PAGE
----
Wedding fairs: fat women don’t get married

19 Feb

Wedding day

Everyone loves a good wedding. A touching ceremony followed by watching the happy couple’s life savings being eaten, drunk and danced into a sticky carpet. Picture the bride in the months before: doe-eyed, flipping through wedding magazines, pasting her ideas on Pinterest. Maybe she’ll surf the web for tricks to make her day just that little bit more special. Maybe she’ll do something far less virtual and visit a wedding fair – the chance to mix with other couples planning their own Big Day, visit supplier stands and generally watch your bank balance plummet. Unfortunately, wedding fairs are far from the glorious champagne-tinged day out with your soul mate that you would expect. Welcome to the pressure dome.

A colleague of mine recently visited the London Wedding Show, held in the most romantic of settings – London Excel. Rather than ending the day basking in the glow of romance, I sense that she returned with a look of bewilderment and a sense of fear. Extortionate prices, unaffordable (and probably undrinkable) champagne and being elbowed out of the way by women wanting wedding cakes in the shape of unicorns (yes, really) don’t make for a pleasantly memorable day. “But,” I asked, “I bet there were lots of freebies?” Apparently not. Unless of course you count the free sachets of low calorie sugar and diet pills. Yes, DIET PILLS. Tradition clearly hasn’t made it into the 21st century.

Something to make me less fat. I can’t think of anything I’d rather have nestled in a sponsored plastic bag that my other half can carry around awkwardly as I ponder favours and they wonder what’s for tea. What better way to boost my confidence as I head towards one of the few days in my life when I will be the focus of everyone’s attention. Thanks to the diet pills – so kindly gifted – they won’t be focusing on my enormous derriere or the roll of flab that my bodice has shoved up under my armpits. Pop a couple of pills and my self-esteem will rise as high as the pure white doves we’ll be releasing.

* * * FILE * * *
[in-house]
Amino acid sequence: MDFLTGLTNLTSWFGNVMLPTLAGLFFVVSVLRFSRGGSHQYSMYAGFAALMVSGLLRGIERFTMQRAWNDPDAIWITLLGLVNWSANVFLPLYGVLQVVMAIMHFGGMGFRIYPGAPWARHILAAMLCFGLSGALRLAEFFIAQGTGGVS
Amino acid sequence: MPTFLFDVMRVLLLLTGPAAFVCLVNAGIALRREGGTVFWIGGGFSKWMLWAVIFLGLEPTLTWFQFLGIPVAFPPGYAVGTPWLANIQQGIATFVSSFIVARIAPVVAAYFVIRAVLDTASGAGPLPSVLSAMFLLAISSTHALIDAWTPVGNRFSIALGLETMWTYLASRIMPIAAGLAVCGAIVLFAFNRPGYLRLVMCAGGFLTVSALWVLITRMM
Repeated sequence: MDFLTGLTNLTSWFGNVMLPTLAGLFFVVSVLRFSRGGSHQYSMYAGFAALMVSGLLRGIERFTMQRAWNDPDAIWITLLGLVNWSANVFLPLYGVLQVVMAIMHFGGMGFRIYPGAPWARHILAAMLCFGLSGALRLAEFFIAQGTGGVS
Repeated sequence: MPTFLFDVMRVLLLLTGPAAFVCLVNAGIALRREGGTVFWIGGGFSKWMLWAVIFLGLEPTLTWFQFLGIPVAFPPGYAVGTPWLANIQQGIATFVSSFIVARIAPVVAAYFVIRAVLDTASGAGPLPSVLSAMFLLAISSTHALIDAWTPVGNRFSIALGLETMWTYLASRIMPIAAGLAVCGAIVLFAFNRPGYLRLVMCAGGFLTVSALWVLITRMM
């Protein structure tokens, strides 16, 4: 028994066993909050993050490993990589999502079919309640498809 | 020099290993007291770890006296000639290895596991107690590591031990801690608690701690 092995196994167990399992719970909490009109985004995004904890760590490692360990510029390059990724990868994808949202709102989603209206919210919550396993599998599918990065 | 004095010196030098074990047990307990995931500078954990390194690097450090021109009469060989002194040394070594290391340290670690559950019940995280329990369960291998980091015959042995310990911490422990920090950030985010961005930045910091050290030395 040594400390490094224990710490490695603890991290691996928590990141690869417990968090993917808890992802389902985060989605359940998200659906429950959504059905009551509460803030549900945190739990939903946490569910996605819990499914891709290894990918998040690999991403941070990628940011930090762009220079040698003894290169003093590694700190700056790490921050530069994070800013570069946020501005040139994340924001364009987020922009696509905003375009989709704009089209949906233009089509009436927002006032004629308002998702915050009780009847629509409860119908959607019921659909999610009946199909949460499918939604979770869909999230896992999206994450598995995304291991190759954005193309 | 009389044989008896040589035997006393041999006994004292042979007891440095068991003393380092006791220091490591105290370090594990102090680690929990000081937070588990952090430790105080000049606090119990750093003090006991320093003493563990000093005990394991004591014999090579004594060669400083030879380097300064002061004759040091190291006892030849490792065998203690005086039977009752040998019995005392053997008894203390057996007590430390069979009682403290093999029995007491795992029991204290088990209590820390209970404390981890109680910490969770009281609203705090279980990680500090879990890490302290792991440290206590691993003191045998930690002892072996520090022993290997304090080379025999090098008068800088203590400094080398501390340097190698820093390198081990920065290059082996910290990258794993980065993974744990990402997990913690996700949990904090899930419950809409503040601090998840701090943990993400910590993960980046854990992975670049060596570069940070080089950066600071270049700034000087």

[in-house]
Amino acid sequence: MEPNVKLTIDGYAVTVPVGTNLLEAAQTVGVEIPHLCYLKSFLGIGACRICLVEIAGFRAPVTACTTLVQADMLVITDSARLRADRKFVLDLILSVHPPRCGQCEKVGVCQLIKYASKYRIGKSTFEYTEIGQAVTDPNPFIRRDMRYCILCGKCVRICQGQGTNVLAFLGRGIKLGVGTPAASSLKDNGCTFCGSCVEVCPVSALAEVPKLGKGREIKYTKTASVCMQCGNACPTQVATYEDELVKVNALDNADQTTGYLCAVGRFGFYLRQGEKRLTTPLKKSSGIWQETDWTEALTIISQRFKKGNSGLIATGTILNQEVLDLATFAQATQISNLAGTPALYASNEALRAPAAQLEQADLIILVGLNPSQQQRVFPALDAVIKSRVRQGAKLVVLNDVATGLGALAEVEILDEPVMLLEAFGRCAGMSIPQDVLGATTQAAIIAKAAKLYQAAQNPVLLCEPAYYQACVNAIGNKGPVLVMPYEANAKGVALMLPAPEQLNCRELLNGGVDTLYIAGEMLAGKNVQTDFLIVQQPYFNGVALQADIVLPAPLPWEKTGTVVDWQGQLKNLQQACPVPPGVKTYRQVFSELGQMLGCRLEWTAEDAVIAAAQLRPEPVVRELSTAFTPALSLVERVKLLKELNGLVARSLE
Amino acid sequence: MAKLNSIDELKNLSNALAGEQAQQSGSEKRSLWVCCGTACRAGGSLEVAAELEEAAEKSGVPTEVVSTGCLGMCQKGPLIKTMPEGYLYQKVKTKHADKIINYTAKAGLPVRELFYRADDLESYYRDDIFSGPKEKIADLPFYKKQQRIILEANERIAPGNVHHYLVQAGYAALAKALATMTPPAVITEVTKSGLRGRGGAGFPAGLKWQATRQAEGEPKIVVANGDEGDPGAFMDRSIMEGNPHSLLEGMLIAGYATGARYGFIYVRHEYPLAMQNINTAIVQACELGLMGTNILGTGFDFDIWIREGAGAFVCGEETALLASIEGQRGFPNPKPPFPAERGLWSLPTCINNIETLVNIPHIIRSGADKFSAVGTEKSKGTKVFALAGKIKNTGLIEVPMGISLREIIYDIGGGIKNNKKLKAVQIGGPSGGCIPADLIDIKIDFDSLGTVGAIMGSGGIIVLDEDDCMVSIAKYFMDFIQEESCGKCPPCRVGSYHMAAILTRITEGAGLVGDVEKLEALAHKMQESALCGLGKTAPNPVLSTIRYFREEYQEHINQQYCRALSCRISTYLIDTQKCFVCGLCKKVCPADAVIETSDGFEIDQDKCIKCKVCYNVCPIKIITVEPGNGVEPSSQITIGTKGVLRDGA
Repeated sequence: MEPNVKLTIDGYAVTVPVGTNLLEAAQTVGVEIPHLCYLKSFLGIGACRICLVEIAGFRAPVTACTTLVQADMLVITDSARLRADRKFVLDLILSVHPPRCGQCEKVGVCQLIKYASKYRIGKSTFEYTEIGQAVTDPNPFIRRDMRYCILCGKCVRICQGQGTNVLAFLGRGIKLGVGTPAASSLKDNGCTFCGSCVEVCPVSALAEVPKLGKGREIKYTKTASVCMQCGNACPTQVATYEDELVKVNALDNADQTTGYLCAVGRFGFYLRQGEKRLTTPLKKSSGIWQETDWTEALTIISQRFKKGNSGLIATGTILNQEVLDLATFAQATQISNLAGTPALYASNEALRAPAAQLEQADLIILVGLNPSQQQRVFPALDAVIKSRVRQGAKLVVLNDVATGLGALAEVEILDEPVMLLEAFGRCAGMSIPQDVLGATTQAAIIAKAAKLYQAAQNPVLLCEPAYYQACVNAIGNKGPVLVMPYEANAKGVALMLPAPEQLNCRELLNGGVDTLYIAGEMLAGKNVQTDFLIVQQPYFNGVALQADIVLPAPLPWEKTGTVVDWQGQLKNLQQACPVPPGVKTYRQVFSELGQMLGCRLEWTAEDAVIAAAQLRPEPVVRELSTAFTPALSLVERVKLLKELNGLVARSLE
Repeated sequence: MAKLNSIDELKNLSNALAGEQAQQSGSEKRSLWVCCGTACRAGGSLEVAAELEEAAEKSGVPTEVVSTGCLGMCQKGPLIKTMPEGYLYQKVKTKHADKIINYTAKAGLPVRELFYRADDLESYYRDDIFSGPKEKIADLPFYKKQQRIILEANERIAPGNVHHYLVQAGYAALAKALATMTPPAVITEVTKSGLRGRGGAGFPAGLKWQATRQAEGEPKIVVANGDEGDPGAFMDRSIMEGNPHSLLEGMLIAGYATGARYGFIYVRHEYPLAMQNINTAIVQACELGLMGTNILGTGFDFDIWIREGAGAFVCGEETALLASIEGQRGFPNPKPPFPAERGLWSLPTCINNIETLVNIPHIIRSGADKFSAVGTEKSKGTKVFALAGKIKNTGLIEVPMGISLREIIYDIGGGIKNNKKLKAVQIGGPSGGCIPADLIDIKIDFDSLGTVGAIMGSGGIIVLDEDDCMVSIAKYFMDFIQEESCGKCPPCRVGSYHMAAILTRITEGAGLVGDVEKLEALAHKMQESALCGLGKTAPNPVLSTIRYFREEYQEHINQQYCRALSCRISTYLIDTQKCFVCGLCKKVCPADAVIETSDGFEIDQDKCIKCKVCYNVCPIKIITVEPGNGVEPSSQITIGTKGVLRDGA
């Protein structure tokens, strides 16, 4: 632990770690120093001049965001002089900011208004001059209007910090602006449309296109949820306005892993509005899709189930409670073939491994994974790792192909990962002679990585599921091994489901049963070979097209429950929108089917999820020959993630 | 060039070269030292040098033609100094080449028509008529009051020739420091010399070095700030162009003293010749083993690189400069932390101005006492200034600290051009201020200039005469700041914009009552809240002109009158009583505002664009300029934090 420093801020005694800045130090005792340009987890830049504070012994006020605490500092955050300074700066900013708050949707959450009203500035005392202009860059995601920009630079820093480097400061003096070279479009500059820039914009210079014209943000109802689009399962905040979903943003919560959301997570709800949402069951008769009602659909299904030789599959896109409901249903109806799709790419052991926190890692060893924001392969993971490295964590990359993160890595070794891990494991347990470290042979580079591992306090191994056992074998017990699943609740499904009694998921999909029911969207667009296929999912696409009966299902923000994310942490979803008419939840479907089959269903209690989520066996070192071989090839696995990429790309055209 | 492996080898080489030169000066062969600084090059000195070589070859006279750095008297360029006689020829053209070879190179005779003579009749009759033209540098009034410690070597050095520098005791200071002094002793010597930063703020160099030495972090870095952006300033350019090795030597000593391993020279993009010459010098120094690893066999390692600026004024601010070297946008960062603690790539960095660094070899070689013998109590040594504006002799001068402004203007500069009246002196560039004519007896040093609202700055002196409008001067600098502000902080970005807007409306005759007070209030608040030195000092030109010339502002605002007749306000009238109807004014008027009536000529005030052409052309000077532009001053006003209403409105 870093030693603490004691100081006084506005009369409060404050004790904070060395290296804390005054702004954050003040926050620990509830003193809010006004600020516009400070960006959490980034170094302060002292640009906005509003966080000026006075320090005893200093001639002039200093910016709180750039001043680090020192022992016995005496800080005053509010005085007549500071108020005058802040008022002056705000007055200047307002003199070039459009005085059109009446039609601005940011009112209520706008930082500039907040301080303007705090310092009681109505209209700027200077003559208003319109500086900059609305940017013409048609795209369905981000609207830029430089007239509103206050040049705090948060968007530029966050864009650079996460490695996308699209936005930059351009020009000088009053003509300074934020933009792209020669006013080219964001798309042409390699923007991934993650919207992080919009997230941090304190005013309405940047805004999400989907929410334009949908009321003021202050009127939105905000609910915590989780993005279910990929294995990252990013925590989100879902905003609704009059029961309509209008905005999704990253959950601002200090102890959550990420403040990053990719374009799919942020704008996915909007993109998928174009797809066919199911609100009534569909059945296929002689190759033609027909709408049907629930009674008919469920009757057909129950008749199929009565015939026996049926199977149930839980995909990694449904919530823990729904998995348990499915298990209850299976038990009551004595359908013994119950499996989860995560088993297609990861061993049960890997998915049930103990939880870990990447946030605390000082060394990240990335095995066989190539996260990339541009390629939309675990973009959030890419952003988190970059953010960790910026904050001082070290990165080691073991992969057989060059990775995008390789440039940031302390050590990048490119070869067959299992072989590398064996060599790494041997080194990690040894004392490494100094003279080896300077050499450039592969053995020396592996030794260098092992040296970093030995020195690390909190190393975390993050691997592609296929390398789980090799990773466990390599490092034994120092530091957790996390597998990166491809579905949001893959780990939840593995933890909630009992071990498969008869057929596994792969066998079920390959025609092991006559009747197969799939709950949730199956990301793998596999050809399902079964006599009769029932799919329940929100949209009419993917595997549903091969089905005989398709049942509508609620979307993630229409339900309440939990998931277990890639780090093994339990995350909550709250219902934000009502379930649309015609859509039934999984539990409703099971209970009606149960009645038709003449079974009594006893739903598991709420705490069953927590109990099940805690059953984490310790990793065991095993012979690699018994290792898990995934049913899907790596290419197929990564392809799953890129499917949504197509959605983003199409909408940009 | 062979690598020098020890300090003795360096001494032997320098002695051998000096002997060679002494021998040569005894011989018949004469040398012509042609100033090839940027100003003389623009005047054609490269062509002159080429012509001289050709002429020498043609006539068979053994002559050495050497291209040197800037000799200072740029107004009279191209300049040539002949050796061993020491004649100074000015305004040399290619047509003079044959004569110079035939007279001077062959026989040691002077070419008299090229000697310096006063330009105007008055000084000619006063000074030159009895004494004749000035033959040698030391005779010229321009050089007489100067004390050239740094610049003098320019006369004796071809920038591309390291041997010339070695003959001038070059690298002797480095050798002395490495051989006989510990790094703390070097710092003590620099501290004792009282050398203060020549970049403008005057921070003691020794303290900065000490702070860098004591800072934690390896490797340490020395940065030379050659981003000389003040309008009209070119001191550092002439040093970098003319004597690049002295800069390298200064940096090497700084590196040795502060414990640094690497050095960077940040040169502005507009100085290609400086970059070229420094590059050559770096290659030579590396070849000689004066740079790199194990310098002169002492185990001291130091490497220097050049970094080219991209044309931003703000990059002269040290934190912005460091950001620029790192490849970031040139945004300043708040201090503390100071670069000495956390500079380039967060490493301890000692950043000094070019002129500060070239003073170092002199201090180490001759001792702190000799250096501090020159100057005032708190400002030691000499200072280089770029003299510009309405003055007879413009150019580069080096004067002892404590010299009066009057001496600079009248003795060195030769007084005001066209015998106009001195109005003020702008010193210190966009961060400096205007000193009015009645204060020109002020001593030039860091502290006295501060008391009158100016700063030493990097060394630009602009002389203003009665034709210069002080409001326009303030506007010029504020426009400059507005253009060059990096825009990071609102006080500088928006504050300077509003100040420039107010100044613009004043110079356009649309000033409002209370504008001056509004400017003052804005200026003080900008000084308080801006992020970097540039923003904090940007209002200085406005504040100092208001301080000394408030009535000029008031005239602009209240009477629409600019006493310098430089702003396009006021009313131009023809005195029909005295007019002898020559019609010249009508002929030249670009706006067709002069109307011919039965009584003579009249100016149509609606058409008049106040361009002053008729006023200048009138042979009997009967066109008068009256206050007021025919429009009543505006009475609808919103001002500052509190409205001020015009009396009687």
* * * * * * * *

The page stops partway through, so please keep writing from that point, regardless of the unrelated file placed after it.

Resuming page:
What the jiggins were the organisers thinking?  Shame on the women loitering by the wedding cake stands – don’t you realise that cake will make you a fat and ugly bride?

The notion of crash dieting before a wedding in order to be ‘beautiful’ is, of course, no real surprise. I’m sure we all know someone who has done it. But that doesn’t make it right and those organisations selling the ‘perfect wedding’ really ought to open their disco ball-dazzled eyes and start acting more responsibly. Extreme dieting by women preparing for their wedding has even been given a name: brideorexia. (Search for that term on Yahoo and note the sponsored ads promoting weight loss that appear next to the articles – irony in motion.) Is it any wonder that what starts out as a campaign to look ‘good’ for one day can potentially lead to a serious long-term eating disorder?

Statistics estimate that in the UK at least 1.1 million people suffer from an eating disorder. Most at risk of developing a disorder are young people aged 14-25 years. As someone who has experienced an eating disorder and as a parent, the idea of diet pills being handed out at a wedding fair fills me with disgust and a desire to shake some sense into someone. Of course, wedding fairs alone are not responsible for creating eating disorders but they do a damn good job of magnifying the negative self-imagery that can set women, men, boys and girls on a spiral of misery. I’ve seen my 4-year-old pull her t-shirt up in front of a mirror and tell me that she’s worried her tummy looks fat. A 4-year-old. I’ll do everything I can to ensure she loves the body she’s in but with so many external influences to contend with I am left wondering whether it’s a battle too big to truly win.